My father came from Kenya. He herded goats when he was young, then won a scholarship to school. My mother came from Kansas. My parents met in Hawaii. I grew up in Indonesia and Hawaii and went to college in California, New York, and Massachusetts. My mother’s family includes abolitionists and Revolutionary War veterans. My Kenyan grandmother just got electricity in her house. I have a half-sister who is Indonesian, a brother-in-law who is Chinese-Canadian. My relatives are Christian, Muslim, and Jewish. In my extended family, we speak “English, Indonesian, French, Cantonese, German, Hebrew, African languages including Swahili, Luo and Igbo, and even a few phrases of Gullah, the Creole dialect of the South Carolina Low country.”
My wife’s ancestors also came to this country from Africa – as slaves. They lived in South Carolina, Alabama, and eventually moved to Chicago. Her grandfather was a World War II veteran. One of my children has a Swahili name. We live in Washington, D.C. in the same house as my office. Who am I? President Obama.
In "The Middle of Everywhere," Mary Pipher talks about the difficulty of being an immigrant to the United States, like Kek in Katherine Applegate’s "Home of the Brave." The smallest details of the daily life we take for granted can be formidable obstacles to finding your way, to belonging, making a home. Her experience has been with Sudanese newcomers to Lincoln, Neb. Consider a few: using escalators, crossing streets with traffic lights, understanding signs and signals, how to bake a frozen pizza, deal with telephone solicitors, overdue library books, job interviews, asparagus and rhubarb, dry cleaning … the meaning of “homesick.” What are those stairs for? How do you drink from a water fountain? From the sublime to the ridiculous – but sometimes our ridiculous can be someone else’s sublime. Kek has never seen snow, which is “like claws on [his] skin.” He misses his cattle back home. Will he ever feel like he belongs here?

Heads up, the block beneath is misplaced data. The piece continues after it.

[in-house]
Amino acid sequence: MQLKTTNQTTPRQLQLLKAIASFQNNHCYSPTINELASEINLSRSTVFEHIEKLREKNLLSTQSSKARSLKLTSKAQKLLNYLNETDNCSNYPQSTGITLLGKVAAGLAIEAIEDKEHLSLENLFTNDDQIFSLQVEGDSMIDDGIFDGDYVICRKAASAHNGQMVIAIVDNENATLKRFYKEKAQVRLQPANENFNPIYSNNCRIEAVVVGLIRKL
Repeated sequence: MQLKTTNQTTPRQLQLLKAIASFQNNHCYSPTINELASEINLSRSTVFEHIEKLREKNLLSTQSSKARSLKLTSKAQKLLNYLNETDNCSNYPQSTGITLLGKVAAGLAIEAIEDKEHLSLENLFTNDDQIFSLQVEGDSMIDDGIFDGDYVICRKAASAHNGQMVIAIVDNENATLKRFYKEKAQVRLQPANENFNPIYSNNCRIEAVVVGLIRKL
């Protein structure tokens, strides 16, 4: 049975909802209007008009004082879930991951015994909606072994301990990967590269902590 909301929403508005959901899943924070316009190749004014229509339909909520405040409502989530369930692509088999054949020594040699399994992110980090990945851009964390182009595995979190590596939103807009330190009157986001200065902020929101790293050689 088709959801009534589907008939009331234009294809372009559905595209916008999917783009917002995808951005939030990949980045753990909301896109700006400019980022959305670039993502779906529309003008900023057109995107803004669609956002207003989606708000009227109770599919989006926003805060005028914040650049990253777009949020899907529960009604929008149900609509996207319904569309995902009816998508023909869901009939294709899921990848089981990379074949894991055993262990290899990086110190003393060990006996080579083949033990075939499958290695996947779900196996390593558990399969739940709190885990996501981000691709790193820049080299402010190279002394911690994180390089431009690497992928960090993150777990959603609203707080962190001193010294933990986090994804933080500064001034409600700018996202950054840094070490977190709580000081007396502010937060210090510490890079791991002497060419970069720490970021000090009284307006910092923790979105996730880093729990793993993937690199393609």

A new immigrant needs “cultural brokers,” and the most important cultural brokers are schoolteachers,” Ms. Pipher writes. “Schools are the frontline institution for acculturation, where children receive solid information about their new world … I have met many heroic teachers who, among their other responsibilities, become the antidotes to media and ads. One ELL teacher told me, “We’re all there is between them and Howard Stern and Eminem.” Kek says, “Things are very different here.”
A few teachers could do a good job as cultural brokers for the shrill political culture we’re exposing kids to. Insofar as all children are emigrating to adulthood and citizenship, they need to have the stories of their own ancestors in mind, which informs a willingness to help others write new stories. In any child’s journey, they must learn to navigate perplexing institutions and social conventions, language barriers, and literal and figurative road signs that locate them, slow them down, and warn of upcoming hazards.
What are those stares for? What’s wrong with “foreign?” What is an American? With Project Acceptance, we invited students to join some significant conversations leading to the land of maturity and fulfillment and diversity – where, we hope, they will feel they belong.
The Christian Science Monitor has assembled a diverse group of the best family and parenting bloggers out there. Our contributing and guest bloggers are not employed or directed by the Monitor, and the views expressed are the bloggers' own, as is responsibility for the content of their blogs.Todd R. Nelson is Head of School at The School in Rose Valley, Pennsylvania.